Forensic Science Degree

Forensic scientists locate, investigate, and evaluate evidence from crime scenes. Impartial investigation and observation is the key to identifying and prosecuting criminals, so forensic scientists must be fact-driven and analytical. To pursue a career as a forensic scientist in a crime lab or as a crime scene investigator, a forensic science degree is a necessary and valuable tool. Forensic science students develop the analytical skills necessary to process and evaluate evidence in a criminal investigation in order to assist in the successful closing of cases. Forensic science programs can lead to either a two or a four year degree, and though forensic scientists must be experts in a variety of fields, most students choose a concentration in a specific area of interest, such as forensic toxicology, forensic entomology, forensic anthropology, digital forensics, or other exciting specialties.

Forensic Science Training and Courses

Core forensic science courses include crime scene investigation, DNA analysis, fingerprint analysis, ballistics, biology, computer science, and a host of other courses designed to help the student learn the skills necessary to work in a crime lab. Forensic scientists must learn to observe a crime scene for traces of evidence that first responders and other investigators missed, collect that evidence in a way that ensures that it is not contaminated and will stand up in court, and interpret the evidence through careful analysis of what it is, where it was found, and how it may have played a part in a crime. This complex process and the importance this evidence will play in proving the guilt or innocence of a suspect is why students must have a degree to work in the field of forensic science.

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CJDS FACT: Scientific analysis by forensic scientists can put criminals behind bars or free innocent people who have been falsely accused. According to the Innocence Project, there have been over 260 post-conviction exonerations from newly discovered DNA evidence. DNA evidence is now a core area of study for a forensic science degree.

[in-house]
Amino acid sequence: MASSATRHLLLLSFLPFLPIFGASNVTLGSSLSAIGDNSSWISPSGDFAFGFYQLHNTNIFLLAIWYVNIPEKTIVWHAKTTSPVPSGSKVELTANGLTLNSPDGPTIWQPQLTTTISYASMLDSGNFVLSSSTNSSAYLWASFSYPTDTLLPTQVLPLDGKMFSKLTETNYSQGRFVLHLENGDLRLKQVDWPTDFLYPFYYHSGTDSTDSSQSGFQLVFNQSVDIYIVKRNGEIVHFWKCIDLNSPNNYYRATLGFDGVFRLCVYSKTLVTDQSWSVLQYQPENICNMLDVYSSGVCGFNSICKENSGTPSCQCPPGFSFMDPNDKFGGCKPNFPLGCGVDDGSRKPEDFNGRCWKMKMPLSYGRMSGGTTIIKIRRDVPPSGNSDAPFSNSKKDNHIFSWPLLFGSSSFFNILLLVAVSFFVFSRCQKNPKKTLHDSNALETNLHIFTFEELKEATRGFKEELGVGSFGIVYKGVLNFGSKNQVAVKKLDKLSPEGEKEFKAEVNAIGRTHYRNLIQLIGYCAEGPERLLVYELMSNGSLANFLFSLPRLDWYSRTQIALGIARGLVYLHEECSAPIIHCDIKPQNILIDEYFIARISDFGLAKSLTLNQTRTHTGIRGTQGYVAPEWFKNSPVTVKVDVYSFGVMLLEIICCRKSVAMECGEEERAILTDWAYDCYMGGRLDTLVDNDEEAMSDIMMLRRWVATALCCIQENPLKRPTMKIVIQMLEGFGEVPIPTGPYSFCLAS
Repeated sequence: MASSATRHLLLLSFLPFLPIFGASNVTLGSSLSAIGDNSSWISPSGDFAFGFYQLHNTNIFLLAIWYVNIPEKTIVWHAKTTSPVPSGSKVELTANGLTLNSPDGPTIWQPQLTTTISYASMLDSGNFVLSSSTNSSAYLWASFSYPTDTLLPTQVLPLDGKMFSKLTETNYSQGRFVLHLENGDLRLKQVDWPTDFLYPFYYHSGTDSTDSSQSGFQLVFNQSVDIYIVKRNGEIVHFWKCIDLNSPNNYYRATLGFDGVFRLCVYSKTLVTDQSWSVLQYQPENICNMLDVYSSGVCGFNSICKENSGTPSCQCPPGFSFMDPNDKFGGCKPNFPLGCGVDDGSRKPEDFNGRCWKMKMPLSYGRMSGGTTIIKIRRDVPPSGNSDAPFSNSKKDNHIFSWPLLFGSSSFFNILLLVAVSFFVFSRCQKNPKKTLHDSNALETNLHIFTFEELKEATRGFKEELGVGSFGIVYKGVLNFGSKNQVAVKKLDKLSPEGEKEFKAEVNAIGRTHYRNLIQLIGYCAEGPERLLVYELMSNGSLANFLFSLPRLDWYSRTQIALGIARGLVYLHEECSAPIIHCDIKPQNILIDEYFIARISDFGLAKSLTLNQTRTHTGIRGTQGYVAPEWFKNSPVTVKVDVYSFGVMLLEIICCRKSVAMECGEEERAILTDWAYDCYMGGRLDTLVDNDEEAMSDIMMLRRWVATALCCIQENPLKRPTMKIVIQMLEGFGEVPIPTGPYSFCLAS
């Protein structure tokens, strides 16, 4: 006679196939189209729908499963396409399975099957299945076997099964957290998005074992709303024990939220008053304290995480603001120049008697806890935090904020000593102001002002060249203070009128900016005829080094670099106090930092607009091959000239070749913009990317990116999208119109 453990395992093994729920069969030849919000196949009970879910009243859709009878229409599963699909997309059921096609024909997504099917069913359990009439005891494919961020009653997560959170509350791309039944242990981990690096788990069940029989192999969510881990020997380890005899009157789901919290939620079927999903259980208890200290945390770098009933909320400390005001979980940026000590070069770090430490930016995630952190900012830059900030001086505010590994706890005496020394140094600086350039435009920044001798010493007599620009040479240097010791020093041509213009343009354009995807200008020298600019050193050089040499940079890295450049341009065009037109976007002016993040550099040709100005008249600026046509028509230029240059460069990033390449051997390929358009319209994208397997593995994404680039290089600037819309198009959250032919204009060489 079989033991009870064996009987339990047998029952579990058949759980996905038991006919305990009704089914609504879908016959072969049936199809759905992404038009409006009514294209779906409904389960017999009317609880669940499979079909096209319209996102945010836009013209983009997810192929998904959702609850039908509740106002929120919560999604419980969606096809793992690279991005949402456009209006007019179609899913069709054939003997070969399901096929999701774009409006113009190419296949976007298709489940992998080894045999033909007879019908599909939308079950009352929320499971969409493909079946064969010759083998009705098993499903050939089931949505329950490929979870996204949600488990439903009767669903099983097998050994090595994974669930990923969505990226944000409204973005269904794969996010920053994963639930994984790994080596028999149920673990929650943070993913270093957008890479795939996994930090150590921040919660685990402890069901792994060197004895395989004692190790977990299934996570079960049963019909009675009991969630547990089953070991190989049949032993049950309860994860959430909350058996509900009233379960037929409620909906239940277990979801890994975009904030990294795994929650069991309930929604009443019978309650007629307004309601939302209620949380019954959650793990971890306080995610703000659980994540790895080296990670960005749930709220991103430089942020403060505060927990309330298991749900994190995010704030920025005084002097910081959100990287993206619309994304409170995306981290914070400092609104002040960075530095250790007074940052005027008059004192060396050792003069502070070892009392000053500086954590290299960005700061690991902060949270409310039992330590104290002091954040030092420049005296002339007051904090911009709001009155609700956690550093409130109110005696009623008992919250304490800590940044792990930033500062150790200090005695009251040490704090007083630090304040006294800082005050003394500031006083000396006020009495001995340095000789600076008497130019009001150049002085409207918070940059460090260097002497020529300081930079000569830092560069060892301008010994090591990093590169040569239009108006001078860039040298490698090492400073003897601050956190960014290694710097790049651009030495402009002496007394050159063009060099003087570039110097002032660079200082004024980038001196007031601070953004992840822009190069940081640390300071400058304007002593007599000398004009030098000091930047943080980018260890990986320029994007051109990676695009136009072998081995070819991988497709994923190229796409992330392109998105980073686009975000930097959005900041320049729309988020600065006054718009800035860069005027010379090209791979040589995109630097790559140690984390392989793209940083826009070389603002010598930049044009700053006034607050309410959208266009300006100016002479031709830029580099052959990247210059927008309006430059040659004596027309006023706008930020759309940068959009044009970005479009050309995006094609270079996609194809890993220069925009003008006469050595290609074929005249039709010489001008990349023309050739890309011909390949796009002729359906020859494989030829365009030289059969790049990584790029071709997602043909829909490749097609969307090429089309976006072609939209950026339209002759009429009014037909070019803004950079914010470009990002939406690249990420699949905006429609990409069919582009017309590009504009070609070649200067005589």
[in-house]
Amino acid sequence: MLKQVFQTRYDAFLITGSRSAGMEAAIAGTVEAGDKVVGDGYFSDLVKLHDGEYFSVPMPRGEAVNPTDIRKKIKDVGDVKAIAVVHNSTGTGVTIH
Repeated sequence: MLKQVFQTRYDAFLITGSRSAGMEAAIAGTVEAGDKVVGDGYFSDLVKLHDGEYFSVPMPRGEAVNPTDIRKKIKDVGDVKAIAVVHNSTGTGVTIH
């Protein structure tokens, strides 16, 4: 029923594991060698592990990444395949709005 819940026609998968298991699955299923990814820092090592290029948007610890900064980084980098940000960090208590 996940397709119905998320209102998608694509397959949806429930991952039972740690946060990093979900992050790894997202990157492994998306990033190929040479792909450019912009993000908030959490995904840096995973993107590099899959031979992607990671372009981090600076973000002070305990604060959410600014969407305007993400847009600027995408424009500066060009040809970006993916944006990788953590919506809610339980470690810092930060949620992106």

Forensic Science Degree Requirements

Most forensic science programs require that students obtain a high school diploma or GED before beginning coursework for a degree. Most schools offer programs for two year associate’s degrees and four year bachelor’s degrees. Though students can begin working as a forensic scientist after just two years with an associate’s degree in criminal justice with a concentration in forensics, in order to advance in this field, forensic scientists will want to work towards a bachelor’s degree or higher. Jobs in this field are highly competitive, meaning that advanced degrees often lead to better opportunities.

Additional Forensic Science Resources

Professor Studies How Insects Can Be Used in Forensic Science

Online Forensic Science Degree Information and Criminal Justice Schools

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American InterContinental University Online
Campuses: 1Online
Popular Degrees:

  • Bachelor's of Science in Criminal Justice - Forensic Science

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Liberty University
Campuses: 1Online
Popular Degrees:

  • BS in Criminal Justice
  • AA in Criminal Justice
  • Masters in Criminal Justice: Command College

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Grand Canyon University
Campuses: 1Online
Popular Degrees:

  • B.S. in Justice Studies

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Colorado Technical University Online
Campuses: 1Online
Popular Degrees:

  • Bachelor of Science in Criminal Justice
  • Bachelor of Science in Criminal Justice: Human Services
  • Master of Science in Criminal Justice

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Capella University
Campuses: 1Online
Popular Degrees:

  • MS - Criminal Justice
  • PhD - Criminal Justice
  • BS - Criminal Justice

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Keiser University Graduate School
Campuses: 1Online
Popular Degrees:

  • Criminal Justice, MA (Online)

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Boston University - Online
Campuses: 1Online
Popular Degrees:

  • Master of Criminal Justice



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References:

Bertino, Anthony J. and Patricia Nolan Bertino. Forensic Science: Fundamentals and Investigations. Mason, OH: South-Western Cengage Learning, 2008.

Houck, Max M. and Jay A. Siegel. Fundamentals of Forensic Science. 2nd ed. Burlington, MA: Academic Press, 2010.

Nickell, Joe and John F. Fischer. Methods of Forensic Detection. Lexington: The University Press of Kentucky, 1999.

Page Edited by Charles Sipe.